The Antiballistic Missile (ABM) Treaty was signed by the United States and the Soviet Union (U.S.S.R.) in 1972. The treaty was one of two treaties produced by the first series of Strategic Arms Limitation Talks (SALT I) between the two countries; the other was an interim agreement limiting offensive nuclear weapons. The ABM treaty strictly limited the deployment—by both sides—of interceptor missiles, missile launchers, radars, and other devices designed to destroy ballistic missiles or their components in flight. In the original version, each nation was permitted to retain a limited number of ABM radars and no more than 100 ABM interceptor missiles at each of two circular sites 186 miles (300 km) in diameter, one centered on the nation's capital and the other on a cluster of ballistic-missile launch sites. A 1974 amendment reduced the number of permitted ABM sites to one per side and further bound both countries to not deploy ABM systems outside their own territory (e.g., at sea or on the territory of allies). In 1975, the U.S. dismantled its sole ABM system, SAFEGUARD; the U.S.S.R. (and, later, the Russian Federation) retained a single ABM system centered on Moscow. In 1997, further minor revisions were agreed upon, but never ratified by the U.S. The U.S. withdrew from the ABM treaty in July, 2002, and it is no longer binding on any country.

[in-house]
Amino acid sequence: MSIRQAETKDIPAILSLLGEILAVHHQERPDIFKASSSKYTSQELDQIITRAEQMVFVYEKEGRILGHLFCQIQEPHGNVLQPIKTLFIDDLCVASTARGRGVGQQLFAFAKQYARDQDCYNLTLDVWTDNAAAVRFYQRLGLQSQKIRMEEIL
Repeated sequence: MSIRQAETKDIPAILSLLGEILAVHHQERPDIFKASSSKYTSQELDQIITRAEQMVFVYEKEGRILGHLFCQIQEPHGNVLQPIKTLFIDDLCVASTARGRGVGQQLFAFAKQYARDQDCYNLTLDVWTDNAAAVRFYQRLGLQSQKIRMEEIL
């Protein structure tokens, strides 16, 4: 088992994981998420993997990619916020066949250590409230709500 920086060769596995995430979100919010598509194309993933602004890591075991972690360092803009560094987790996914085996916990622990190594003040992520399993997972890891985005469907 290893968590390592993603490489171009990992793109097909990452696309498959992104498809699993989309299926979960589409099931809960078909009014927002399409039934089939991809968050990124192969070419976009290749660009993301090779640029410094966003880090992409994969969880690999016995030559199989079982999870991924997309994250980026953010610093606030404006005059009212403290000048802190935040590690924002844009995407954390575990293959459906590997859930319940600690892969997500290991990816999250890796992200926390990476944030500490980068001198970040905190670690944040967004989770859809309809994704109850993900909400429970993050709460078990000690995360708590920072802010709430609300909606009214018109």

In the U.S., critics urged withdrawal from the ABM treaty soon after it was signed. They argued that it was ridiculous to prevent nuclear war by limiting defense against the primary means for delivering nuclear weapons to their targets. The Reagan administration, for example (1980–1988) sought to deploy an ambitious missile-defense system ("Star Wars") that would have required abrogation of the ABM treaty. However, supporters of the ABM treaty defended it successfully throughout the 1980s and 1990s based primarily upon the concepts of mutual deterrence, mutual destruction, and first-strike capability.